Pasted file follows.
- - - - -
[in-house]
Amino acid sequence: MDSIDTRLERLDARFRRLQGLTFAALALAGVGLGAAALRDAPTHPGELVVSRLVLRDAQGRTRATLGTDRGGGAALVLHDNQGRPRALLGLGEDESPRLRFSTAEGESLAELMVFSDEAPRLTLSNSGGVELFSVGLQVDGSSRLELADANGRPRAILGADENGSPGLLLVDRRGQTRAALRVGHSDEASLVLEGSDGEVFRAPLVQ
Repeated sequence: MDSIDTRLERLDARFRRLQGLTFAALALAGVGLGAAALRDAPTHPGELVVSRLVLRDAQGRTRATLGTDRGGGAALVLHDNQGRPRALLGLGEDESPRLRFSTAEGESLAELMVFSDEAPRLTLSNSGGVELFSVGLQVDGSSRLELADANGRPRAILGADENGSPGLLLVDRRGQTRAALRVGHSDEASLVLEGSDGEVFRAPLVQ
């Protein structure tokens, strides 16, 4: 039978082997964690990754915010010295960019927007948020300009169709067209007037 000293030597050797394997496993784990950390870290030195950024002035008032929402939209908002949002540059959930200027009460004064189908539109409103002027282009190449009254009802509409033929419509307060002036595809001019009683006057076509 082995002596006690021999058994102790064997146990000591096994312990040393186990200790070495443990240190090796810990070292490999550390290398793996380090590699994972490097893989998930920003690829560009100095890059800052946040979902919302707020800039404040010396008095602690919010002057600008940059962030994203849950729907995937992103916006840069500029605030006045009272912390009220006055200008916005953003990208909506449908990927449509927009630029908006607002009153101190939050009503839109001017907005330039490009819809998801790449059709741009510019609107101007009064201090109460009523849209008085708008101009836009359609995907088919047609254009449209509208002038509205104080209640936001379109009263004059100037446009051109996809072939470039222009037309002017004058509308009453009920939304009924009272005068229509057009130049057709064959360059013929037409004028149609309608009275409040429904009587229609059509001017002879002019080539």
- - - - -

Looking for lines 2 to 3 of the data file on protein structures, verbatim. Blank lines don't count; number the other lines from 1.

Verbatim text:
Amino acid sequence: MDSIDTRLERLDARFRRLQGLTFAALALAGVGLGAAALRDAPTHPGELVVSRLVLRDAQGRTRATLGTDRGGGAALVLHDNQGRPRALLGLGEDESPRLRFSTAEGESLAELMVFSDEAPRLTLSNSGGVELFSVGLQVDGSSRLELADANGRPRAILGADENGSPGLLLVDRRGQTRAALRVGHSDEASLVLEGSDGEVFRAPLVQ
Repeated sequence: MDSIDTRLERLDARFRRLQGLTFAALALAGVGLGAAALRDAPTHPGELVVSRLVLRDAQGRTRATLGTDRGGGAALVLHDNQGRPRALLGLGEDESPRLRFSTAEGESLAELMVFSDEAPRLTLSNSGGVELFSVGLQVDGSSRLELADANGRPRAILGADENGSPGLLLVDRRGQTRAALRVGHSDEASLVLEGSDGEVFRAPLVQ